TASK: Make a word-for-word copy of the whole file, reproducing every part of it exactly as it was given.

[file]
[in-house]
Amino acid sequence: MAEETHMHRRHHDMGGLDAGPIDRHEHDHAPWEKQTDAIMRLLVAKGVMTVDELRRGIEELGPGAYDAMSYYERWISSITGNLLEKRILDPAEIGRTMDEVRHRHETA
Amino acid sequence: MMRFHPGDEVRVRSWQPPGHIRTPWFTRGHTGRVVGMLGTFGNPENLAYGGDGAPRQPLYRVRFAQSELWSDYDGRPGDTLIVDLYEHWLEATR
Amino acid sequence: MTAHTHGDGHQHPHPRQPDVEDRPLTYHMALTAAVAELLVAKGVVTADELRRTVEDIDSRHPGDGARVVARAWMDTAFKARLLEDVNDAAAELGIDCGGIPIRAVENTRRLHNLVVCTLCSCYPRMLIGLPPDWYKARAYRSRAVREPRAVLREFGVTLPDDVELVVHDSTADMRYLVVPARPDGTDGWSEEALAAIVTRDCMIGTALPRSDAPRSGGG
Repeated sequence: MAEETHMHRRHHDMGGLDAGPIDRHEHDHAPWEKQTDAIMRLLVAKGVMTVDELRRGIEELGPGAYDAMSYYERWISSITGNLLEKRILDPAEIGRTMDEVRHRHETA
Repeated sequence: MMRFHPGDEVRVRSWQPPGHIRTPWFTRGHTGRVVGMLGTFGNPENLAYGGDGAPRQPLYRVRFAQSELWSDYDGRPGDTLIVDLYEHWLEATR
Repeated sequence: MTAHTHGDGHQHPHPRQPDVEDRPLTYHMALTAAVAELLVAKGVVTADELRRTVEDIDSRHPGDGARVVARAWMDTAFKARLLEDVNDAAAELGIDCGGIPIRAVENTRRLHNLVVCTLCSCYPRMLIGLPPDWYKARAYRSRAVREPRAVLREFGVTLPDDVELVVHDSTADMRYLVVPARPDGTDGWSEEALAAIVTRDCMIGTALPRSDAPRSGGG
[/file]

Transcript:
[in-house]
Amino acid sequence: MAEETHMHRRHHDMGGLDAGPIDRHEHDHAPWEKQTDAIMRLLVAKGVMTVDELRRGIEELGPGAYDAMSYYERWISSITGNLLEKRILDPAEIGRTMDEVRHRHETA
Amino acid sequence: MMRFHPGDEVRVRSWQPPGHIRTPWFTRGHTGRVVGMLGTFGNPENLAYGGDGAPRQPLYRVRFAQSELWSDYDGRPGDTLIVDLYEHWLEATR
Amino acid sequence: MTAHTHGDGHQHPHPRQPDVEDRPLTYHMALTAAVAELLVAKGVVTADELRRTVEDIDSRHPGDGARVVARAWMDTAFKARLLEDVNDAAAELGIDCGGIPIRAVENTRRLHNLVVCTLCSCYPRMLIGLPPDWYKARAYRSRAVREPRAVLREFGVTLPDDVELVVHDSTADMRYLVVPARPDGTDGWSEEALAAIVTRDCMIGTALPRSDAPRSGGG
Repeated sequence: MAEETHMHRRHHDMGGLDAGPIDRHEHDHAPWEKQTDAIMRLLVAKGVMTVDELRRGIEELGPGAYDAMSYYERWISSITGNLLEKRILDPAEIGRTMDEVRHRHETA
Repeated sequence: MMRFHPGDEVRVRSWQPPGHIRTPWFTRGHTGRVVGMLGTFGNPENLAYGGDGAPRQPLYRVRFAQSELWSDYDGRPGDTLIVDLYEHWLEATR
Repeated sequence: MTAHTHGDGHQHPHPRQPDVEDRPLTYHMALTAAVAELLVAKGVVTADELRRTVEDIDSRHPGDGARVVARAWMDTAFKARLLEDVNDAAAELGIDCGGIPIRAVENTRRLHNLVVCTLCSCYPRMLIGLPPDWYKARAYRSRAVREPRAVLREFGVTLPDDVELVVHDSTADMRYLVVPARPDGTDGWSEEALAAIVTRDCMIGTALPRSDAPRSGGG